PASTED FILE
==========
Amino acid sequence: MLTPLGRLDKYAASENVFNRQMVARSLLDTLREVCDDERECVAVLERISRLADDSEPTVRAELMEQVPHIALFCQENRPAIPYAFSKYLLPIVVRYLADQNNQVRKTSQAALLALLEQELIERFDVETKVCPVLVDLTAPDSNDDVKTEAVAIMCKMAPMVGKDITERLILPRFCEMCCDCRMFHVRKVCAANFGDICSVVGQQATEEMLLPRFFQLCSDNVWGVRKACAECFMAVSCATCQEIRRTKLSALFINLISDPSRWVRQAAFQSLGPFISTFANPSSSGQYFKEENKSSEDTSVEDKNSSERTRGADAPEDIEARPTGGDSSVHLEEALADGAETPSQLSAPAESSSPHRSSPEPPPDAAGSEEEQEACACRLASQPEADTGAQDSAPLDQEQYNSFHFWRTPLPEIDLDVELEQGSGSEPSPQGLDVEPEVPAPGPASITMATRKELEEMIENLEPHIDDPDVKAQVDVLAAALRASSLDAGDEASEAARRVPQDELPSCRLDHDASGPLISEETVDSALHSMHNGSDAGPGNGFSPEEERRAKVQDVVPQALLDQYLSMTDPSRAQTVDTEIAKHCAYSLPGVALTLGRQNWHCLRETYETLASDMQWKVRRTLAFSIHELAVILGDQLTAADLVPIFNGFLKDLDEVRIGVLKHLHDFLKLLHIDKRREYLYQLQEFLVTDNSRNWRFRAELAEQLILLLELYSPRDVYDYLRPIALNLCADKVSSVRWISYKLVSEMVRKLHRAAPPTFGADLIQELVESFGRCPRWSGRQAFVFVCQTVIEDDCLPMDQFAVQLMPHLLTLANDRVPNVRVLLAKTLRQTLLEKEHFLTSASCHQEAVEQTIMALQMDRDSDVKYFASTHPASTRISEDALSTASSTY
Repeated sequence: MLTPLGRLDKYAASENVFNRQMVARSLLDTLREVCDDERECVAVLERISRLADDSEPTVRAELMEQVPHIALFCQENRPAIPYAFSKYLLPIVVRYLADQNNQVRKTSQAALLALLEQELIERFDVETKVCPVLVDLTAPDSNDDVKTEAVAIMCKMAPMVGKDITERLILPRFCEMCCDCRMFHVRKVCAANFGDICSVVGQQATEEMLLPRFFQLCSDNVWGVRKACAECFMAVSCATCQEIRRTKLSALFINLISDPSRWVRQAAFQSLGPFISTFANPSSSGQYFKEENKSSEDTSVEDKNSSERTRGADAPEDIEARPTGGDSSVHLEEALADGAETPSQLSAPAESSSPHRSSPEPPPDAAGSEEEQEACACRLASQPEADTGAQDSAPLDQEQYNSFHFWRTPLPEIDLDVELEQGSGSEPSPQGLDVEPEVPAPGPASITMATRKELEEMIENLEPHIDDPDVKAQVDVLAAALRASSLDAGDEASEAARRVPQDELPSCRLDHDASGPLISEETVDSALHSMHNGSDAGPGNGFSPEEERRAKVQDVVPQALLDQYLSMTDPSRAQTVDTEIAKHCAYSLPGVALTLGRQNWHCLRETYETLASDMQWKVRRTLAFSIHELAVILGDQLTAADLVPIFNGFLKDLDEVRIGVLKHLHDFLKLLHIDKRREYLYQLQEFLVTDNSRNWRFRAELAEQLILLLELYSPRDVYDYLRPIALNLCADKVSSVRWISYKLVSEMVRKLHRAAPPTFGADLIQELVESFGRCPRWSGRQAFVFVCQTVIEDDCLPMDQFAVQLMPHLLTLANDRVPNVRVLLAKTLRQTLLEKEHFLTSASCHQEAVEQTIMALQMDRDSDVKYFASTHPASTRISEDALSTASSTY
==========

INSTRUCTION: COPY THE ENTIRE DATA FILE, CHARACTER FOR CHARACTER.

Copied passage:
Amino acid sequence: MLTPLGRLDKYAASENVFNRQMVARSLLDTLREVCDDERECVAVLERISRLADDSEPTVRAELMEQVPHIALFCQENRPAIPYAFSKYLLPIVVRYLADQNNQVRKTSQAALLALLEQELIERFDVETKVCPVLVDLTAPDSNDDVKTEAVAIMCKMAPMVGKDITERLILPRFCEMCCDCRMFHVRKVCAANFGDICSVVGQQATEEMLLPRFFQLCSDNVWGVRKACAECFMAVSCATCQEIRRTKLSALFINLISDPSRWVRQAAFQSLGPFISTFANPSSSGQYFKEENKSSEDTSVEDKNSSERTRGADAPEDIEARPTGGDSSVHLEEALADGAETPSQLSAPAESSSPHRSSPEPPPDAAGSEEEQEACACRLASQPEADTGAQDSAPLDQEQYNSFHFWRTPLPEIDLDVELEQGSGSEPSPQGLDVEPEVPAPGPASITMATRKELEEMIENLEPHIDDPDVKAQVDVLAAALRASSLDAGDEASEAARRVPQDELPSCRLDHDASGPLISEETVDSALHSMHNGSDAGPGNGFSPEEERRAKVQDVVPQALLDQYLSMTDPSRAQTVDTEIAKHCAYSLPGVALTLGRQNWHCLRETYETLASDMQWKVRRTLAFSIHELAVILGDQLTAADLVPIFNGFLKDLDEVRIGVLKHLHDFLKLLHIDKRREYLYQLQEFLVTDNSRNWRFRAELAEQLILLLELYSPRDVYDYLRPIALNLCADKVSSVRWISYKLVSEMVRKLHRAAPPTFGADLIQELVESFGRCPRWSGRQAFVFVCQTVIEDDCLPMDQFAVQLMPHLLTLANDRVPNVRVLLAKTLRQTLLEKEHFLTSASCHQEAVEQTIMALQMDRDSDVKYFASTHPASTRISEDALSTASSTY
Repeated sequence: MLTPLGRLDKYAASENVFNRQMVARSLLDTLREVCDDERECVAVLERISRLADDSEPTVRAELMEQVPHIALFCQENRPAIPYAFSKYLLPIVVRYLADQNNQVRKTSQAALLALLEQELIERFDVETKVCPVLVDLTAPDSNDDVKTEAVAIMCKMAPMVGKDITERLILPRFCEMCCDCRMFHVRKVCAANFGDICSVVGQQATEEMLLPRFFQLCSDNVWGVRKACAECFMAVSCATCQEIRRTKLSALFINLISDPSRWVRQAAFQSLGPFISTFANPSSSGQYFKEENKSSEDTSVEDKNSSERTRGADAPEDIEARPTGGDSSVHLEEALADGAETPSQLSAPAESSSPHRSSPEPPPDAAGSEEEQEACACRLASQPEADTGAQDSAPLDQEQYNSFHFWRTPLPEIDLDVELEQGSGSEPSPQGLDVEPEVPAPGPASITMATRKELEEMIENLEPHIDDPDVKAQVDVLAAALRASSLDAGDEASEAARRVPQDELPSCRLDHDASGPLISEETVDSALHSMHNGSDAGPGNGFSPEEERRAKVQDVVPQALLDQYLSMTDPSRAQTVDTEIAKHCAYSLPGVALTLGRQNWHCLRETYETLASDMQWKVRRTLAFSIHELAVILGDQLTAADLVPIFNGFLKDLDEVRIGVLKHLHDFLKLLHIDKRREYLYQLQEFLVTDNSRNWRFRAELAEQLILLLELYSPRDVYDYLRPIALNLCADKVSSVRWISYKLVSEMVRKLHRAAPPTFGADLIQELVESFGRCPRWSGRQAFVFVCQTVIEDDCLPMDQFAVQLMPHLLTLANDRVPNVRVLLAKTLRQTLLEKEHFLTSASCHQEAVEQTIMALQMDRDSDVKYFASTHPASTRISEDALSTASSTY